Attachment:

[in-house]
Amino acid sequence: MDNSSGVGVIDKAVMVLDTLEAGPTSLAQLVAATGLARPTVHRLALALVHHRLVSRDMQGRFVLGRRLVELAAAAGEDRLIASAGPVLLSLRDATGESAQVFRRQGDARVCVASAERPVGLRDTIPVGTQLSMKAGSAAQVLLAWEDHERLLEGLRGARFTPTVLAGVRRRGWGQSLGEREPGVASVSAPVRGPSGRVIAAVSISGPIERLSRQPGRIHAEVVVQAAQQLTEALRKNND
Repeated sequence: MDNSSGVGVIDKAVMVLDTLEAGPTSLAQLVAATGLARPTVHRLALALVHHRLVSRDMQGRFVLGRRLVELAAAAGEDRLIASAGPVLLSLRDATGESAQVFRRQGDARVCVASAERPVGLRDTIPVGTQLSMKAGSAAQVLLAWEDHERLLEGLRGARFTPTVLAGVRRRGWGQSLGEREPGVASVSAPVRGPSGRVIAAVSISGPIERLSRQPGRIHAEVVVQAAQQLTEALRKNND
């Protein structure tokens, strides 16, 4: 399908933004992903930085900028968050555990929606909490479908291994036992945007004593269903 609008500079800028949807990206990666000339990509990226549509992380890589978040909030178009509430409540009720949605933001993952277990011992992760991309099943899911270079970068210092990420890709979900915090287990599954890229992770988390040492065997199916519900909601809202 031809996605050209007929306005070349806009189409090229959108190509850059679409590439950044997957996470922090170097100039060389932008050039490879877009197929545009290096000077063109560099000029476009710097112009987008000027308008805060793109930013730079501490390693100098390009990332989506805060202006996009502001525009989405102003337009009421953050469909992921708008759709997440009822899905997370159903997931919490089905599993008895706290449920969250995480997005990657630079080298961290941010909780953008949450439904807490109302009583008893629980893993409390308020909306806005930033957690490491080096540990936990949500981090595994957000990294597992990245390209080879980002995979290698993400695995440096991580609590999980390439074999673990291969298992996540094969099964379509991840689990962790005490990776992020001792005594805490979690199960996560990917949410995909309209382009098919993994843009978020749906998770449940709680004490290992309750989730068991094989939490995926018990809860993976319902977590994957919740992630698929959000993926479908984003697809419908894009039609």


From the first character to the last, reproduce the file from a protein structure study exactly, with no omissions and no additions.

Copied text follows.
[in-house]
Amino acid sequence: MDNSSGVGVIDKAVMVLDTLEAGPTSLAQLVAATGLARPTVHRLALALVHHRLVSRDMQGRFVLGRRLVELAAAAGEDRLIASAGPVLLSLRDATGESAQVFRRQGDARVCVASAERPVGLRDTIPVGTQLSMKAGSAAQVLLAWEDHERLLEGLRGARFTPTVLAGVRRRGWGQSLGEREPGVASVSAPVRGPSGRVIAAVSISGPIERLSRQPGRIHAEVVVQAAQQLTEALRKNND
Repeated sequence: MDNSSGVGVIDKAVMVLDTLEAGPTSLAQLVAATGLARPTVHRLALALVHHRLVSRDMQGRFVLGRRLVELAAAAGEDRLIASAGPVLLSLRDATGESAQVFRRQGDARVCVASAERPVGLRDTIPVGTQLSMKAGSAAQVLLAWEDHERLLEGLRGARFTPTVLAGVRRRGWGQSLGEREPGVASVSAPVRGPSGRVIAAVSISGPIERLSRQPGRIHAEVVVQAAQQLTEALRKNND
């Protein structure tokens, strides 16, 4: 399908933004992903930085900028968050555990929606909490479908291994036992945007004593269903 609008500079800028949807990206990666000339990509990226549509992380890589978040909030178009509430409540009720949605933001993952277990011992992760991309099943899911270079970068210092990420890709979900915090287990599954890229992770988390040492065997199916519900909601809202 031809996605050209007929306005070349806009189409090229959108190509850059679409590439950044997957996470922090170097100039060389932008050039490879877009197929545009290096000077063109560099000029476009710097112009987008000027308008805060793109930013730079501490390693100098390009990332989506805060202006996009502001525009989405102003337009009421953050469909992921708008759709997440009822899905997370159903997931919490089905599993008895706290449920969250995480997005990657630079080298961290941010909780953008949450439904807490109302009583008893629980893993409390308020909306806005930033957690490491080096540990936990949500981090595994957000990294597992990245390209080879980002995979290698993400695995440096991580609590999980390439074999673990291969298992996540094969099964379509991840689990962790005490990776992020001792005594805490979690199960996560990917949410995909309209382009098919993994843009978020749906998770449940709680004490290992309750989730068991094989939490995926018990809860993976319902977590994957919740992630698929959000993926479908984003697809419908894009039609």